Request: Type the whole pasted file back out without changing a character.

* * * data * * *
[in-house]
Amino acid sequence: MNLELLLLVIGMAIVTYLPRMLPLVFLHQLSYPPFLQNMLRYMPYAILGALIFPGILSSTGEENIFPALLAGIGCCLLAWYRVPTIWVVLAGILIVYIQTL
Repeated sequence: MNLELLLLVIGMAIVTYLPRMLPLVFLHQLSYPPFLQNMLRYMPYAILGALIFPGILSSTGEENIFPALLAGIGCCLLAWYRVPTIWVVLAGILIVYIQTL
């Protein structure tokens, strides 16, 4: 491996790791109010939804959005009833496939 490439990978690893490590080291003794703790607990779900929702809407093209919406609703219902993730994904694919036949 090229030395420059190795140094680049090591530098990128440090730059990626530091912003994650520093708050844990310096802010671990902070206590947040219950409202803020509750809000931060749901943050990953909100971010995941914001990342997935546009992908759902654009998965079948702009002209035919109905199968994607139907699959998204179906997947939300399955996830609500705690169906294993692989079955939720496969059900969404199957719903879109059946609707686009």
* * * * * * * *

[in-house]
Amino acid sequence: MNLELLLLVIGMAIVTYLPRMLPLVFLHQLSYPPFLQNMLRYMPYAILGALIFPGILSSTGEENIFPALLAGIGCCLLAWYRVPTIWVVLAGILIVYIQTL
Repeated sequence: MNLELLLLVIGMAIVTYLPRMLPLVFLHQLSYPPFLQNMLRYMPYAILGALIFPGILSSTGEENIFPALLAGIGCCLLAWYRVPTIWVVLAGILIVYIQTL
């Protein structure tokens, strides 16, 4: 491996790791109010939804959005009833496939 490439990978690893490590080291003794703790607990779900929702809407093209919406609703219902993730994904694919036949 090229030395420059190795140094680049090591530098990128440090730059990626530091912003994650520093708050844990310096802010671990902070206590947040219950409202803020509750809000931060749901943050990953909100971010995941914001990342997935546009992908759902654009998965079948702009002209035919109905199968994607139907699959998204179906997947939300399955996830609500705690169906294993692989079955939720496969059900969404199957719903879109059946609707686009």